Question 3:

Read the passage and answer the given questions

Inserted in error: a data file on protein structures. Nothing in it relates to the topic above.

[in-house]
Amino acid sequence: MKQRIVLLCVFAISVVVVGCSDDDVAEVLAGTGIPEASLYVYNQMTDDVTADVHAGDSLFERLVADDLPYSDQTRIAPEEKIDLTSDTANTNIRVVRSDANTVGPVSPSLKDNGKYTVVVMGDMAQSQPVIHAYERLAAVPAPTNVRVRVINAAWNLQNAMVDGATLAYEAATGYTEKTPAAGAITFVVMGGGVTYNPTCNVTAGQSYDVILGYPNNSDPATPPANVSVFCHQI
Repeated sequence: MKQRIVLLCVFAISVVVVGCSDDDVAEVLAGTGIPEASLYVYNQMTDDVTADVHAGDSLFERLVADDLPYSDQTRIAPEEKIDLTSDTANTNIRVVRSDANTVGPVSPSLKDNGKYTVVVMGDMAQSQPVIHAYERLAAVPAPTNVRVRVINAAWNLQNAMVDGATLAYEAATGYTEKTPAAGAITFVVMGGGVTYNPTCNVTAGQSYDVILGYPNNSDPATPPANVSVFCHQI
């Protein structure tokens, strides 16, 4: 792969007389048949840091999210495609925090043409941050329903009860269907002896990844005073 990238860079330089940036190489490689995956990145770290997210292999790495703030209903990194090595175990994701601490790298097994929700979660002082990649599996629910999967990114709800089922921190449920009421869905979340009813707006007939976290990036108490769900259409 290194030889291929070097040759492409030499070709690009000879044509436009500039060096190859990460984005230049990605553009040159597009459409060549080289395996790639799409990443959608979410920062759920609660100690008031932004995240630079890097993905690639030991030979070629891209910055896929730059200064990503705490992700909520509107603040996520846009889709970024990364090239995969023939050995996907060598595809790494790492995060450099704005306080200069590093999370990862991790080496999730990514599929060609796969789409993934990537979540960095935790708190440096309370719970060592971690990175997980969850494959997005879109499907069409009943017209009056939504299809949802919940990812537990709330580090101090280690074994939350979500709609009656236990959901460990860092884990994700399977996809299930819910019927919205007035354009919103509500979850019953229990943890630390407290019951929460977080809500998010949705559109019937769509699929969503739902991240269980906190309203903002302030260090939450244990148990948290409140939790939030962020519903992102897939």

Ignorantia facti doth excusat”, which means the ignorance of fact is excusable.It is applicable to civil as well as criminal jurisprudence. It says that ignorance will be considered as an excuse if a person charged with an offence can claim that he/she is unaware of the fact. Section 76 in the Indian Penal Code reads as follows: Act done by a person bound, or by mistake of fact believing himself bound by law.— "Nothing is an offence which is done by a person who is, or who by reason of a mistake of fact and not by reason of a mistake of law in good faith believes himself to be, bound by law to do it."  One can’t plead the defence of mistake of fact if the act committed is illegal. Further, no one is permitted to plead for this defence if the responsible investigation reveals the correct facts. Mistake of fact is also not accepted as a plea when the act is punished by law without reference to the mind of the wrong-doer. A certain mistake of fact is not enough. Not every mistake renders a defence. To plead for the mistake of fact as a defence, it must be reasonable and must have been made in a bona fide belief or good faith. In the Chirangi vs State (1952) case, a father kills his own son believing, in straightness, him to be a tiger. Bombay High Court held the accused not responsible for his act by applying a defence of the mistake of fact. It had been observed that a hunter mistakes a person for an animal and often fires a shot. Similarly, here, through an error a person meaning to do a lawful act has done that which is unlawful. There has not been any conjunction between his act and his will, which is important to make a criminal act. If there was no malice aforethought, there was an error therefore it is going to be no crime.